I’ve just completed Patrick Ford’s The Mabinogi, a translation of medieval Welsh folk tales and mythological cycle. Reading this book lets me tick off one more on my list of reading to catch up on non-Greek mythology. I can say, with some embarrassment, that I have never heard of any element of these stories before, so when someone in my office glanced at the title of the book I was reading and commented, “obscure Welsh literature, great,” I felt a little absolved.
When I was just getting into the book, I was a little disappointed in the story telling. The story arcs rambled, and changed seemingly without explanation. Story lines ranged far beyond the interest point. And the laundry lists of heraldic titles and accomplishments; tasks and quests made for really dull reading. There was practically NO SHOWING. But that is what was recorded in the original manuscripts, which were written down by someone who heard someone else tell the oral story. Would the people back then simply “understand” all the tactile imagery that was possible when the characters go riding across the land? Had they done it all themselves, in an uneventful journey? The author of this book could only decipher what his modern day learnings let him to reach back and translate the Mabinogi.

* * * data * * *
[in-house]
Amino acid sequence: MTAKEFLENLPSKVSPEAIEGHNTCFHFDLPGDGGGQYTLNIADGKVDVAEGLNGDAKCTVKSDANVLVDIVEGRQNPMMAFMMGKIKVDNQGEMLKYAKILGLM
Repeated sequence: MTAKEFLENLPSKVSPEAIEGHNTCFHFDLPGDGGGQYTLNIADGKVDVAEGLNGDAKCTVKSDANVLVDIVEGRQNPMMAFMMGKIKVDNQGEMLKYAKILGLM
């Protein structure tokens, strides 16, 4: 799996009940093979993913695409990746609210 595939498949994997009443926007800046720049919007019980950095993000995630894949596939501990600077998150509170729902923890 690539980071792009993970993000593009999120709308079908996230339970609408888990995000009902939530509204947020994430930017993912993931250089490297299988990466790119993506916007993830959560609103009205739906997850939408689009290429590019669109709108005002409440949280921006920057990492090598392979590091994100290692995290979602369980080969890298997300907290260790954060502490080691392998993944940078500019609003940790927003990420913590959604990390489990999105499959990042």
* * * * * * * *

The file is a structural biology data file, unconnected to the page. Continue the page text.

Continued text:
The author, Patrick K. Ford is the Margaret Brooks Robinson Research Professor of Celtic Languages and Literatures at Harvard University. Needless to say he wrote this book with academic interests and not story telling in mind. Despite being very sparse, with little imagery and barely three dimensional characters the stories serve to give us 21st century denizens a peek into the ways of old cultures. However I can see how each of these 6 – 40 page stories could be turned into a rich novel, however dark.
These tales aren’t for the weak-of-stomach. From crushing skulls barehanded, stealing, rape, murder, torture to animal cruelty they show the worst of human nature. They show what people do to get what they want: woman, money, power, land, respect, honor and revenge. And sometimes people do terrible things to breach hindrances.
My favorite story was that of “Manawydan son of Llŷr.” Even though this story is rangy, and the events a little jerky we see magic, trouble, rescue, punishment by social decree and then the wrongs are righted. I just love happy endings; well I like it more when the jerks who were wrong get what’s coming. Mainly I like the story line where a group of people are displaced from their own land and must wander to find a new place, yet no matter how hard they work, they cannot find a place they fit in. And after some time they return home and break their curse. I like this because they didn’t give up. They didn’t sit idly waiting to find a way. Even when they weren’t trying to break the curse, they were working hard, trying to get by because they had to.
That’s it for now. Maybe someday I’ll come back to these tales for story fodder, or for further study.
Fantasy: Little, Big – John Crowley
Scholarly: Wizardry & Wild Romance, A Study of Epic Fantasy – Michael Moorcock
Writing:(I’m slacking here)